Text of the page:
Jul
6

National Biography Award shortlist announced

 

Six powerful personal stories have been shortlisted for the 2015 National Biography Award, the State Library of NSW announced TODAY [Monday 6 July]. This year Australia’s pre-eminent prize for biographical writing and memoir celebrate 20 years since it began. 
The shortlisted books for the $25,000 National Biography Award 2015 are:
Philip Butterss, An Unsentimental Bloke: The Life and Work of C.J. Dennis (Wakefield Press)
Gabrielle Carey, Moving Among Strangers: Randolph Stow and My Family (UQP)
Philip Dwyer, Citizen Emperor: Napoleon in Power 1799-1815 (Bloomsbury)
David Leser, To Begin to Know: Walking in the Shadows of My Father (Allen & Unwin)
Helen O’Neill, A Singular Vision, Harry Seidler (Harper Collins Publishers)
Liam Pieper, The Feel-Good Hit of the Year: A Memoir (Penguin Books Australia)

Six powerful personal stories have been shortlisted for the 2015 National Biography Award, the State Library of NSW announced TODAY [Monday 6 July]. This year Australia’s pre-eminent prize for biographical writing and memoir celebrates 20 years since it began. The shortlisted books for the $25,000 National Biography Award 2015 are:

Philip Butterss, An Unsentimental Bloke: The Life and Work of C.J. Dennis (Wakefield Press)

Gabrielle Carey, Moving Among Strangers: Randolph Stow and My Family (UQP)

Philip Dwyer, Citizen Emperor: Napoleon in Power 1799-1815 (Bloomsbury)

David Leser, To Begin to Know: Walking in the Shadows of My Father (Allen & Unwin)

Helen O’Neill, A Singular Vision, Harry Seidler (Harper Collins Publishers)

Liam Pieper, The Feel-Good Hit of the Year: A Memoir (Penguin Books Australia)

The winner will be announced on Monday 3 August at 11am at a special free event at the State Library. 

See the full media release and judges' comments attached.

Download media release
Jul
6

See Australia's first celebrity exports in new State Library exhibition

Before they became celebrated Australian icons, the koala and waratah left early colonists almost ‘star struck’ with their unique and striking appearance! And this fascination with Australia’s flora and fauna hasn’t waned.

A new exhibition opening at the State Library of NSW this week [Wednesday 8 July] will explore how the koala and the waratah were first depicted over 200 years ago, and how they – along with the Sydney Opera House – have evolved over time to quickly become national icons.

According to Australian Inspiration exhibition curator Sarah Morley, “The koala was so unique that early colonists found it difficult to draw – in 1803, Australian artist John William Lewin (1770-1819) was the first person to draw a koala, from a specimen that was brought from Mount Kembla to Sydney.”

Ms Morley says Lewin was instantly captivated by the foreign landscape and exotic wildlife and was the first to turn Australia’s emblematic natural history into art!

“Dorothy Wall brought the koala to life in 1933 with her cheeky little character called Blinky Bill, and by the 1960s it was used by Qantas to promote Australian tourism.”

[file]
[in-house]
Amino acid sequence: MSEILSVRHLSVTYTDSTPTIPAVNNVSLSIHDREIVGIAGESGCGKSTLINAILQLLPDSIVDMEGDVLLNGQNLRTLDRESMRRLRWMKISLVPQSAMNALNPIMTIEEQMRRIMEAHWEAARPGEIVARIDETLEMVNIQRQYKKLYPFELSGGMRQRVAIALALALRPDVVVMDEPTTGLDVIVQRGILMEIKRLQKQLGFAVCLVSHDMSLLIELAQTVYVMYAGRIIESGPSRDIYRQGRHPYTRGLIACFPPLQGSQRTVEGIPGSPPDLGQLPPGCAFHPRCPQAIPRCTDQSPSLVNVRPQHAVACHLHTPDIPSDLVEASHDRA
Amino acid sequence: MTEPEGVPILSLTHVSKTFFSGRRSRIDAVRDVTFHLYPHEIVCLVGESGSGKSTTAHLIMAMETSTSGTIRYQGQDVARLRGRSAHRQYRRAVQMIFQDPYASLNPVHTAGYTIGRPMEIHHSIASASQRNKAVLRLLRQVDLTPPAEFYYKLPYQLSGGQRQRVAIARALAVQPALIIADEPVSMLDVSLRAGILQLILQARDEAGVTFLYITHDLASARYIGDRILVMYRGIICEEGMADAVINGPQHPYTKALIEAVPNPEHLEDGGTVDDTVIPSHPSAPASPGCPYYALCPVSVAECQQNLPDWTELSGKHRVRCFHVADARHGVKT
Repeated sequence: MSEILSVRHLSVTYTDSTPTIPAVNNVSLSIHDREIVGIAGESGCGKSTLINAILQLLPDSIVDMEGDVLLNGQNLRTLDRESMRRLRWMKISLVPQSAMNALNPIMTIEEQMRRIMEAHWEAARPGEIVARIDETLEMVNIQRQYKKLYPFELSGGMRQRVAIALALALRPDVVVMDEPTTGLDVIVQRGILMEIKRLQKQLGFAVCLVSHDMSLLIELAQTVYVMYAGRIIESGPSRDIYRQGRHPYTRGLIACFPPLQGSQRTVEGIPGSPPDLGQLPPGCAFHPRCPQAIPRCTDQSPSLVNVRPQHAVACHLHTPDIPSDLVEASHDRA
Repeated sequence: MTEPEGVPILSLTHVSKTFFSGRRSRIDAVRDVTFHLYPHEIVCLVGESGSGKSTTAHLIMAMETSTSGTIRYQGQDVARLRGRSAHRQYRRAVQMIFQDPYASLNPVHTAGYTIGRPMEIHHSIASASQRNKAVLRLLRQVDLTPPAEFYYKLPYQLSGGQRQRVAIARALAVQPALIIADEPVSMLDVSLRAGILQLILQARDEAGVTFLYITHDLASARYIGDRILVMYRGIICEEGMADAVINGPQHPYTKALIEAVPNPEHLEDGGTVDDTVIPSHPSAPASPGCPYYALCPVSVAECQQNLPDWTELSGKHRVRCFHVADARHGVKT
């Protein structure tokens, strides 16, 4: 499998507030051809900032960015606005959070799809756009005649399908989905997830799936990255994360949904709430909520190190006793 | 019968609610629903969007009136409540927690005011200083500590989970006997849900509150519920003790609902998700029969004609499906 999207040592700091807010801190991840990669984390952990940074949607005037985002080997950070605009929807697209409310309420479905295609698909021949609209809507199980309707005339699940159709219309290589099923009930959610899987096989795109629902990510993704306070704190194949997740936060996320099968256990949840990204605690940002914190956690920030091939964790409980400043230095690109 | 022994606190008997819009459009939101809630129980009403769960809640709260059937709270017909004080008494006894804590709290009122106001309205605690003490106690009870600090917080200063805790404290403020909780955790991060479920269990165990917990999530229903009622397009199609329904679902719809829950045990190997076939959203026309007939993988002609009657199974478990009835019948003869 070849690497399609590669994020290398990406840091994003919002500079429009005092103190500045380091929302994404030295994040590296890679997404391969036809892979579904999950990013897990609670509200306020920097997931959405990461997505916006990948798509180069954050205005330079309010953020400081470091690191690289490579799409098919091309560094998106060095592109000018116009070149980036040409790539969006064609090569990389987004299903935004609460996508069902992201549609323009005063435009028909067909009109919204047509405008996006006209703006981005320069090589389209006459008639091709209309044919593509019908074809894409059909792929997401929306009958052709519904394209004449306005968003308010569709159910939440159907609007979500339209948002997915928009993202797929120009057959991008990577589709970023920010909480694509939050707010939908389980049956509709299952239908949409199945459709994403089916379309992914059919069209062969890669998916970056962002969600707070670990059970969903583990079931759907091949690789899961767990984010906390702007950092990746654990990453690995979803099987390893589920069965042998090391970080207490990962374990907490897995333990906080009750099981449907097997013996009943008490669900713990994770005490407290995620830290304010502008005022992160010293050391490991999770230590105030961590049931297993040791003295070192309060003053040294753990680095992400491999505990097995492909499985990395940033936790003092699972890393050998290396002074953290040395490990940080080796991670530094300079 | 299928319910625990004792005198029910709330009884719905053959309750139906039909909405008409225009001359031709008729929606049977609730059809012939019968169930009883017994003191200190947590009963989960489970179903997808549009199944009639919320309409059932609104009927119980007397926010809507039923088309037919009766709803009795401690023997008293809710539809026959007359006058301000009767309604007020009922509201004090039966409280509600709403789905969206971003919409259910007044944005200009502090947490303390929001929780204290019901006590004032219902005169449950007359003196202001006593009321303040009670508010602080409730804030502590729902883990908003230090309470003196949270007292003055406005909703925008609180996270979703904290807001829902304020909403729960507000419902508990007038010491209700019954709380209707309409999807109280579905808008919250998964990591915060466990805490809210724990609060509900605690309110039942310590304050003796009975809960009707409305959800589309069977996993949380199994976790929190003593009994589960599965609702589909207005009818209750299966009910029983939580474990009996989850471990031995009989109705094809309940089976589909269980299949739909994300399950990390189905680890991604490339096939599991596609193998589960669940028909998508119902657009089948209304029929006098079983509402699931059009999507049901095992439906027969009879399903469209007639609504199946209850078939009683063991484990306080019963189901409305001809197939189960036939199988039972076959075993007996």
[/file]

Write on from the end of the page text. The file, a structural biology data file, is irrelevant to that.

The waratah has had a similarly fascinating journey that helped establish an Australian national identity and give NSW its state flower. The earliest known drawing dates back to 1794 and it continues to be a source of inspiration for fashion designers (eg. Jenny Kee and Romance was Born), artists (eg. Julie Patterson and paper technician Benja Harney) and lighting artists (the waratah featured prominently on Customs House during VIVID).

Jorn Utzon's original sketch of Australia’s most iconic building, the Sydney Opera House, has captured people’s imagination internationally. It has not only sold Australia to the world, but inspired designs by our leading artists including Martin Sharp, Peter Kingston and Barbara Davidson.

See the full media release attached.

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Jun
25

Witty Aussie satire snatches nation's first humour writing prize

Bernard Cohen’s witty novel/political satire that gives Aussies a “most elegant kick in the teeth we didn’t know we needed” has won Australia’s inaugural humour writing prize, the State Library of NSW announced tonight.

Sydney writer Bernard Cohen won the $10,000 biennial Russell Prize for Humour Writing for The Antibiography of Robert F. Menzies (HarperCollins Publishers), selected from a diverse field of 57 entries.

The judges – Dr Kathryn Heyman, Paula Tierney and James Tierney – praised the “biting wit” of the novel and its “ambitious themes, ridicule and craft.”

“At times a reader might be encountering a novel, a biography, a political satire or the wittiest PhD exegesis there’s ever been,” the judges reported.

Chair judge Kathryn Heyman observed: “Bursting with many perfectly choreographed moments, the judges felt that Cohen perfectly captured the states of nervy restlessness in the Australian psyche, while possessing the grace of great fiction.”

The novel is set in Canberra where a soon-to-be-elected prime minister invokes the spirit of Sir Robert Menzies. Increasingly discontented with his role as mere nostalgic symbol, Menzies makes a run for it and with much hilarity the Antibiographer seizes the opportunity to document the most significant untold story in Australian political history, and save his career!

See the full media release attached.

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